The initial release of Moontrap initially emphasized the lead role of Walter Koenig as Star Trek’s Chekov. With this new release, Moontrap highlights the comical sidekick Bruce Campbell whose cult following cannot be dismissed. While Walter Koenig leaves his horrible accent out of this film, his performance is out shined by the cameo parts that Bruce Campbell portrays especially at Joey’s strip joint. One side note, Walter Koenig was chosen by Roddenberry for Star Trek because he had the spitting image of Davy Jones from The Monkeys.
The alien appears to be an amalgamation of popular late-80s culture with classic science fiction. The unstoppable aliens, when they come out of the shell are akin to the Manta Ray War Machines with Death Rays in Byron Hackin’s War of the Worlds. Once the alien unites with other body parts, it appears to be something out of a popular science fiction gaming like Metroid (1986) and R-Type (1987). Even in death, beasts that Jason and Ray contend with crumples and dies in an unreal fashion.
The dialog tends to be headstrong with tons of male machismo, snide remarks and sarcasm, even when communicating to NASA. The drama is laid on thick at times, and breaks in dialog gives the audience time to laugh and comment at the absurdities in this film. Many of the shots made in the film tend to fill a scene rather than focusing on tight closeups. The ending of the film screams to the viewer of an upcoming sequel.
This review is for 88 Films DVD release for Moontrap and to date the only Blu-Ray for this film is a USA release from Olive Films. Before, official releases of this film were available on laserdisc and VHS. During the screening of the film, I found minor print damage in the transfer. During the first battle with the cyborg, a cut running vertically can be seen. Also, jitter can be seen during the beginning black-on-white text showing a date, most likely caused from sprocket damage. Besides these nit picking details, the scenes and the movie felt like a natural 80s film and most likely the best transfer this film would ever see, but this is somewhat hard to discern on a DVD source rather than a Blu Ray source.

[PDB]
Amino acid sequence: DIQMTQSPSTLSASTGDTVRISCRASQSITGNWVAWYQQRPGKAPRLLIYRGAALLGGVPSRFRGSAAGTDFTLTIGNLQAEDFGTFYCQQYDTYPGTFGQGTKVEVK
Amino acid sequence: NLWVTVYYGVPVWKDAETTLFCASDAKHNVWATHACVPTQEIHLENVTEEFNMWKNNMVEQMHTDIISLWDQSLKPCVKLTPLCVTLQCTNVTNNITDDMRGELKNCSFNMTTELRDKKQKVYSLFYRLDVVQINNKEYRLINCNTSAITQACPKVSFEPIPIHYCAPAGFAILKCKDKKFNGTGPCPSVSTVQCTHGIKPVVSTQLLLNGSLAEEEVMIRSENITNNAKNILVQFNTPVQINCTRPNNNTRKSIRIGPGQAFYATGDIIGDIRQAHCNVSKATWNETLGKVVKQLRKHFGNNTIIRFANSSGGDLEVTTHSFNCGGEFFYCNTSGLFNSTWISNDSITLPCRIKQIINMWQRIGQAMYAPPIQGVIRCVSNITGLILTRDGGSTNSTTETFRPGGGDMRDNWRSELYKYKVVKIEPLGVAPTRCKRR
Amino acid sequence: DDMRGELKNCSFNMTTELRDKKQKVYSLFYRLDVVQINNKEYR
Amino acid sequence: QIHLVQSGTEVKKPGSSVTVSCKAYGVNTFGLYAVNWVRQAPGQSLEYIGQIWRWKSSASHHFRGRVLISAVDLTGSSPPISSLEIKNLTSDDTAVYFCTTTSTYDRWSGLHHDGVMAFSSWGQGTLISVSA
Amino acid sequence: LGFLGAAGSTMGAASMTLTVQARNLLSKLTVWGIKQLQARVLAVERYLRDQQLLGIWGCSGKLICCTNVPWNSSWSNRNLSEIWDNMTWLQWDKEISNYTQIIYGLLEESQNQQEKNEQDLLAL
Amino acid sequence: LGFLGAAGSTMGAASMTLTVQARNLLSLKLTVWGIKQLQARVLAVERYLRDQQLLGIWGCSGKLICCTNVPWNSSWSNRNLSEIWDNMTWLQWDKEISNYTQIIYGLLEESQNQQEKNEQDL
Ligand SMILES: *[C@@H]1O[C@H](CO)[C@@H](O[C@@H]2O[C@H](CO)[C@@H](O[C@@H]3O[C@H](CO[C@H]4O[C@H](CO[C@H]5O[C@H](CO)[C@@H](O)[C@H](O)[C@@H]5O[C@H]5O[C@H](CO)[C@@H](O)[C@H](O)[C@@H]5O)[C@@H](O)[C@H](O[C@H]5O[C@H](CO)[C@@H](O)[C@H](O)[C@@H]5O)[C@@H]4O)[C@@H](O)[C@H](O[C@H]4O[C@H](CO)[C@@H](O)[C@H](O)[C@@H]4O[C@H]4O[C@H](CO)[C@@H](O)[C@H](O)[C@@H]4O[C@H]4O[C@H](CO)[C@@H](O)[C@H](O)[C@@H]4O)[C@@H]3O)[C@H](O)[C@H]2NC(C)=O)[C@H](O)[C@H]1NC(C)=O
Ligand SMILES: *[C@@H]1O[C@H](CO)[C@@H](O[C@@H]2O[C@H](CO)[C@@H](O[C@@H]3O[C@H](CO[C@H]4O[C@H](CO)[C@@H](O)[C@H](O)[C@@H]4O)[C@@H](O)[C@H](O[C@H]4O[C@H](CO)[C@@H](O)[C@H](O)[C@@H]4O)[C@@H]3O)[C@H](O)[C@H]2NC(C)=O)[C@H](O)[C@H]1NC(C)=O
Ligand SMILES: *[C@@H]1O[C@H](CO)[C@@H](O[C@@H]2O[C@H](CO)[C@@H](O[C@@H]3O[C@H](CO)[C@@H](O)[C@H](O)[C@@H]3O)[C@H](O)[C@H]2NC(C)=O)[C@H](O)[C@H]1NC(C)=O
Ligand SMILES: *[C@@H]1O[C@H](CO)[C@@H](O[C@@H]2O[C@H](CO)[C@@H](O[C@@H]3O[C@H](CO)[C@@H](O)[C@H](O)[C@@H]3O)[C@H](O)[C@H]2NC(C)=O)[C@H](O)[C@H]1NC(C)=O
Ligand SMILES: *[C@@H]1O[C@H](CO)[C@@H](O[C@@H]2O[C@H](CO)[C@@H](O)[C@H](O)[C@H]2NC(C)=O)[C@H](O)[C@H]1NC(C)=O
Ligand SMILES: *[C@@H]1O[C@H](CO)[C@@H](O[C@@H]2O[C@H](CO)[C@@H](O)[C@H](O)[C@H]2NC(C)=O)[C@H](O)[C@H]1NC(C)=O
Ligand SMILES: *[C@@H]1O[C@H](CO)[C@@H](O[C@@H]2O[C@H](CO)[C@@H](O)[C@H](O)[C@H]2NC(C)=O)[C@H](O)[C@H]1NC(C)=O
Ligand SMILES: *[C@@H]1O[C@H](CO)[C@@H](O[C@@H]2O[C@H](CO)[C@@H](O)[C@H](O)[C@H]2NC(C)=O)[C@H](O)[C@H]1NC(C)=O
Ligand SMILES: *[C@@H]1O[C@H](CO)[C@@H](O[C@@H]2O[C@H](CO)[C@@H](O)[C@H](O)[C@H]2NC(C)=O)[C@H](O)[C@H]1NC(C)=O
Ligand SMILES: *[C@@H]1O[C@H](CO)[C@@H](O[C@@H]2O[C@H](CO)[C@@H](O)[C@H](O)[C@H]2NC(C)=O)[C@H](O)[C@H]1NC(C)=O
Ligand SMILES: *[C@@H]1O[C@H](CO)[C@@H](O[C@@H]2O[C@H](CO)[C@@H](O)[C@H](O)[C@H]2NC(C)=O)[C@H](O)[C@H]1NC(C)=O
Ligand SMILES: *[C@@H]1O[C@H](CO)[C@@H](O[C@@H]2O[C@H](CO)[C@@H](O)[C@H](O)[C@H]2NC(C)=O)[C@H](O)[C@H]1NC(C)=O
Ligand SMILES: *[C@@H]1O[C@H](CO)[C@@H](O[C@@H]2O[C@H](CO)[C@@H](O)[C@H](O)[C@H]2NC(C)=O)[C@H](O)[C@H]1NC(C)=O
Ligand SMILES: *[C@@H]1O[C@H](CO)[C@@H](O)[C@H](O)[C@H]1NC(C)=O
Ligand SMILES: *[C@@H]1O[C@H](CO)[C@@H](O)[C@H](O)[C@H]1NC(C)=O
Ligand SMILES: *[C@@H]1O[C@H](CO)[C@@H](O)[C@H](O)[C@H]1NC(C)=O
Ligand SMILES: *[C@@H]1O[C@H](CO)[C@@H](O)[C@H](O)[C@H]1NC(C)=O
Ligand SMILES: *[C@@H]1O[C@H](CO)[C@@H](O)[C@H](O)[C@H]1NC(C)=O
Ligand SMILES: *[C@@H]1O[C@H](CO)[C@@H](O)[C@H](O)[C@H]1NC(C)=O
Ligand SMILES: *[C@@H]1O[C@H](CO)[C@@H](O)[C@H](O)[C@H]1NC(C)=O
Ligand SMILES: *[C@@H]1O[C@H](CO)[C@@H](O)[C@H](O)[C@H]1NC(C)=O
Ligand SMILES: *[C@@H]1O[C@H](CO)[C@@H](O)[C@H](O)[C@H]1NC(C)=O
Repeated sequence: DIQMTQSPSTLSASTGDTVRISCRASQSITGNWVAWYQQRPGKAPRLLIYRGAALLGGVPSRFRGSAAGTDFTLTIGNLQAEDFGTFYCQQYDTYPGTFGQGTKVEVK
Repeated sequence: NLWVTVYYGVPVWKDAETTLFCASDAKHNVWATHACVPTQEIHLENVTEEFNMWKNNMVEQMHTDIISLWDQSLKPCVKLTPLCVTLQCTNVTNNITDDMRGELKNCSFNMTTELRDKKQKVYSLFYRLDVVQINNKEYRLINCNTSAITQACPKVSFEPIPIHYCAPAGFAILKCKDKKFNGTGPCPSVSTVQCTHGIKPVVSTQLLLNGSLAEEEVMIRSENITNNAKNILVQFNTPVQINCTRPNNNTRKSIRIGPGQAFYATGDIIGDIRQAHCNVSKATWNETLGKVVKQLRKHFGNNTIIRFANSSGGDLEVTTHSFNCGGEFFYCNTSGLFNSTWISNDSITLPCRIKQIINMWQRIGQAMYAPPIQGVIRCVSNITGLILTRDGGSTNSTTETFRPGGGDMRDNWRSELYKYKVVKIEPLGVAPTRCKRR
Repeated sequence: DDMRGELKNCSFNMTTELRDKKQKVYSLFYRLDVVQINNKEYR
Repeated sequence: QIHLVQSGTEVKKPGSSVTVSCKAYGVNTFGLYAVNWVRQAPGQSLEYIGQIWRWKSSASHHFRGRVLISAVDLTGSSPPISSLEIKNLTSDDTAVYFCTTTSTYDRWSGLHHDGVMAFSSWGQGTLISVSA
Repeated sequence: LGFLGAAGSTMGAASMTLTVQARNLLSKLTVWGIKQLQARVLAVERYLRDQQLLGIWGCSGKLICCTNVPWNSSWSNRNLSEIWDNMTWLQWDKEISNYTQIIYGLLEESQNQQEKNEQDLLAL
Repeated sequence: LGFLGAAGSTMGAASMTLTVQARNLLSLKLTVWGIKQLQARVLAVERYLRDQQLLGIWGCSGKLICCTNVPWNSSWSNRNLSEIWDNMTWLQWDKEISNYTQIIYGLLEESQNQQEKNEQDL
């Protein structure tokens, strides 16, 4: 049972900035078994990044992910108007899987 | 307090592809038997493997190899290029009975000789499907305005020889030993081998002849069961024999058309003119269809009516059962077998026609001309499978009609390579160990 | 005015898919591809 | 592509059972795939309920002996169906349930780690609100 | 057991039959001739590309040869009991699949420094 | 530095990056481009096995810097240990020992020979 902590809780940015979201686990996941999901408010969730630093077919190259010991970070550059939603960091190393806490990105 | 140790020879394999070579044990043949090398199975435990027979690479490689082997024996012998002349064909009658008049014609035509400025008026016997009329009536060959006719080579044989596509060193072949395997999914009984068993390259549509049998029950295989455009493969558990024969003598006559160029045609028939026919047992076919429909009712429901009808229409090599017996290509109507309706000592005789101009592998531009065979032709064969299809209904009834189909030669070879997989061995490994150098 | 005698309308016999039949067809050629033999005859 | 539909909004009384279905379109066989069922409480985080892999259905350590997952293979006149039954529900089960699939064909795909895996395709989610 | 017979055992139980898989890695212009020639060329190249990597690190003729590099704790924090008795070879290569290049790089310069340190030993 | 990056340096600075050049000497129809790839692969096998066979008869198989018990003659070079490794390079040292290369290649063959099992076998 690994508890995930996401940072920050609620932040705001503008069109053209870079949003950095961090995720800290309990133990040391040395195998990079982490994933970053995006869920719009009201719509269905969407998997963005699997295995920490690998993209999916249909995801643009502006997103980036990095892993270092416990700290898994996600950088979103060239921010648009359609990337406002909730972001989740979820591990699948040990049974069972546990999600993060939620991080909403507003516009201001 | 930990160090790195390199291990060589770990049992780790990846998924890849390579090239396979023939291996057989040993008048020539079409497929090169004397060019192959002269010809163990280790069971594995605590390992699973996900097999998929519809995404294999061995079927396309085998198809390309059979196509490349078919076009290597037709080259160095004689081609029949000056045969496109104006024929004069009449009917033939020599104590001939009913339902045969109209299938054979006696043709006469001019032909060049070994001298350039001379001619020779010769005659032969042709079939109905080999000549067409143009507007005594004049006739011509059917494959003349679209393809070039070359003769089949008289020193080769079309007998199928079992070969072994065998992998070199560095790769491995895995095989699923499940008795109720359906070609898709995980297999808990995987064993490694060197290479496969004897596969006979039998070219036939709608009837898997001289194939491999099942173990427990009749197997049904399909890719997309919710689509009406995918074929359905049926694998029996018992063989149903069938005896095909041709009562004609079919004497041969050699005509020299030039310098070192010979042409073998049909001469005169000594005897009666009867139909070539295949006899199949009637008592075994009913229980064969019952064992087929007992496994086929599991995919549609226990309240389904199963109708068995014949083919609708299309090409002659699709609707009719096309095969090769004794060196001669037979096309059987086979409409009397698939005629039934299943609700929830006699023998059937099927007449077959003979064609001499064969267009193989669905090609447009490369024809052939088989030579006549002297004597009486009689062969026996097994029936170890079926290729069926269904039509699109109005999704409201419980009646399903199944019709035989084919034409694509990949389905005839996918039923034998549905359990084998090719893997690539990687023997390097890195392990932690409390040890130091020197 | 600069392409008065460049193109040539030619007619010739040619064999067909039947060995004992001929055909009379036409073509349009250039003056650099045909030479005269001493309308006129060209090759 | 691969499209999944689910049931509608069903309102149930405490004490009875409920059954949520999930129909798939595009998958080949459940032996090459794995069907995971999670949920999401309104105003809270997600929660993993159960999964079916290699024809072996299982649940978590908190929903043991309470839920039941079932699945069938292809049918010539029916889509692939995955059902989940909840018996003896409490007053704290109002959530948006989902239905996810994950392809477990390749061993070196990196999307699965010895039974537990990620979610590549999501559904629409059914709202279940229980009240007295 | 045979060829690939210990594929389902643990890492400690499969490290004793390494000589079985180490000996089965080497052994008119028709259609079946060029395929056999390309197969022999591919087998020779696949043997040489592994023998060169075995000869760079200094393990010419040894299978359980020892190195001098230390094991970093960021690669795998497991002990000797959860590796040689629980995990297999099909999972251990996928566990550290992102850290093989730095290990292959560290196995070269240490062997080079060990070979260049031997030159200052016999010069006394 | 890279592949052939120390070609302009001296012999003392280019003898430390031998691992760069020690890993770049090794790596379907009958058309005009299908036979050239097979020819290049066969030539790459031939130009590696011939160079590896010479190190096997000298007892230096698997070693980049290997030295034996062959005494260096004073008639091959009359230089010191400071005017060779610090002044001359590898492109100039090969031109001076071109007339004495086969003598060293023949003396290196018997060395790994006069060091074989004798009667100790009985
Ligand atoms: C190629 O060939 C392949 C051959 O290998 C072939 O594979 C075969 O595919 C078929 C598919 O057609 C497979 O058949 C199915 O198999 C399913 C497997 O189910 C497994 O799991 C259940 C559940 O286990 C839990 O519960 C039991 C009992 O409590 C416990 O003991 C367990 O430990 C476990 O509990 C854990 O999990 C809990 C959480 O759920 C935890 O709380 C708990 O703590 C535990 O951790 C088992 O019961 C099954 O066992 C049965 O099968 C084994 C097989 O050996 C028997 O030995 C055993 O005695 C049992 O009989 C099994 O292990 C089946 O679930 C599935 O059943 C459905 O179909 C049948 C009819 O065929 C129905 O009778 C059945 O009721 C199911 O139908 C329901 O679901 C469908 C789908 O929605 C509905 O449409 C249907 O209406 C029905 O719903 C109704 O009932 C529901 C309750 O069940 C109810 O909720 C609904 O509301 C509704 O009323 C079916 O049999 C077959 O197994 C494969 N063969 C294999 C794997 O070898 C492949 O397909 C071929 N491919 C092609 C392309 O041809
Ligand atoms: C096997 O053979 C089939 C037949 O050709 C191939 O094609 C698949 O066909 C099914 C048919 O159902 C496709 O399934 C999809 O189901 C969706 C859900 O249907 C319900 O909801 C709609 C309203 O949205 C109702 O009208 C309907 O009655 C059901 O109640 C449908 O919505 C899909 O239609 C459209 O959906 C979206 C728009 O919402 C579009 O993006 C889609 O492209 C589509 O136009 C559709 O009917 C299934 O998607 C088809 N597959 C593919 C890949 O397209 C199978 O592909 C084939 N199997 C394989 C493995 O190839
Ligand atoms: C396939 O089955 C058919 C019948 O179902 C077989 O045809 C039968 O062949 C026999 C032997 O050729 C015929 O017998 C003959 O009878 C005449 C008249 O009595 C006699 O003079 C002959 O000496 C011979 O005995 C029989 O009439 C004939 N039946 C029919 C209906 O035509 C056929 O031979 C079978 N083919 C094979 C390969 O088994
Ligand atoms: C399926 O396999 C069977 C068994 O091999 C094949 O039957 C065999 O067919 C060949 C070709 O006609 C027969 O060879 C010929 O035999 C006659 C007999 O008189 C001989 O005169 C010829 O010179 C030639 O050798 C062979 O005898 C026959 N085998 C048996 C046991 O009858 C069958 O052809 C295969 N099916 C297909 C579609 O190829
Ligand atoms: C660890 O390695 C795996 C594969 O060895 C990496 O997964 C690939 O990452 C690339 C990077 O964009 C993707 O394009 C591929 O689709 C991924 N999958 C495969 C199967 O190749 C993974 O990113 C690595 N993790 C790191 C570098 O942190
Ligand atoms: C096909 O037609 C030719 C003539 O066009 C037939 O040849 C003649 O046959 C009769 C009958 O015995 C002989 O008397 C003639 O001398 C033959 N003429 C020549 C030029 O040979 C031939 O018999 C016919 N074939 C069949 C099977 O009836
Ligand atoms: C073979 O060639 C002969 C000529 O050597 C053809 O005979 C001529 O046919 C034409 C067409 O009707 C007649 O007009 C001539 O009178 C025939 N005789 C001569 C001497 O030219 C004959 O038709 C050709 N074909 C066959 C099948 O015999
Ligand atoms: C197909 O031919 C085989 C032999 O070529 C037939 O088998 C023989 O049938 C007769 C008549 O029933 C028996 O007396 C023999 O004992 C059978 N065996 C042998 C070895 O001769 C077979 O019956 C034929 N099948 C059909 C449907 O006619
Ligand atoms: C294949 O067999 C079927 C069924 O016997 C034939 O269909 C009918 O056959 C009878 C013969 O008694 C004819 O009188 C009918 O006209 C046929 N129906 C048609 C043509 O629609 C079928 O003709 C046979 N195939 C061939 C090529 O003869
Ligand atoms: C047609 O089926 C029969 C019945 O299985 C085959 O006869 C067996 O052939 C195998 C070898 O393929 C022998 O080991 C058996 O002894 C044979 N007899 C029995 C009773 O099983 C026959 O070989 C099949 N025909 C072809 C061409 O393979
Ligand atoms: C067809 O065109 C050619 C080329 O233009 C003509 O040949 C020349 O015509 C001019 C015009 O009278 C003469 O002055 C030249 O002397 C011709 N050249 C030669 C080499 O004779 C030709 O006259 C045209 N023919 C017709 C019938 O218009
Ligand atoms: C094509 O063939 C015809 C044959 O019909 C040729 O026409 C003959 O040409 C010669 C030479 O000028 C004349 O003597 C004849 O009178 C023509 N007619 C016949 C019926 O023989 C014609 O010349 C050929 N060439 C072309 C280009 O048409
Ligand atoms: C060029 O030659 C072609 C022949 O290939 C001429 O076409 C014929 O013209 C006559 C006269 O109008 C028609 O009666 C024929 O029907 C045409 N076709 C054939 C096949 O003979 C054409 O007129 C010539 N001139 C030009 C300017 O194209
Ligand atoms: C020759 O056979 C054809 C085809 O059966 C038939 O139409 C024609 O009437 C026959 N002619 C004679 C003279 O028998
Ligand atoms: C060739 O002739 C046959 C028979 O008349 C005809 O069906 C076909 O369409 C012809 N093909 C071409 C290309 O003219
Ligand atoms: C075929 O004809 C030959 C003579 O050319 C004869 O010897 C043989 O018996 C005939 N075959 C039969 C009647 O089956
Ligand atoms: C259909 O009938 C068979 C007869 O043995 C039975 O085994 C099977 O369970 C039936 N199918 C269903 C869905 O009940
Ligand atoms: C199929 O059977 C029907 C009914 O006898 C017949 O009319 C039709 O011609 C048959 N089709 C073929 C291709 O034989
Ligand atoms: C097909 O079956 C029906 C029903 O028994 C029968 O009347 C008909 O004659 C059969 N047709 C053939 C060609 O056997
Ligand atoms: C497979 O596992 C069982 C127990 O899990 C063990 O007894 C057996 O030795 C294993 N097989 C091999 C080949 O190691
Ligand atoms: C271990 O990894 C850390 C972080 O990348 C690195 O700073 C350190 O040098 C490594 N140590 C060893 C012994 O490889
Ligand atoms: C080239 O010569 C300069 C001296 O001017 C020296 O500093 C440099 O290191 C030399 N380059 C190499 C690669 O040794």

Moontrap’s synthesized soundtrack is moody and at times is akin to early works of John Carpenter. This which fits perfectly in the science fiction genre and also with boosting the humorous dramatism. Audio in this film has a very natural mix, for dialog, special effects and music with no apparent audio artifacts.
The DVD includes the Moontrap trailer (2:08) and a compilation of trailers from 88 Films (21:01).
For those who love the world of Moontrap, fear not, there’s more to be had and more to come. Caliber Comics released in 1989 the Moontrap comic which included the movie’s production notes. The film sequel Moontrap: Target Earth takes place 25 years after Moontrap, co-written by the original author Tex Ragsdale and director Robert Dyke. Currently in post-production and is set to be released this year. Screenwriter Tex Ragsdale also wrote two Young Adult books “Spidertown” and “Return to Spidertown.”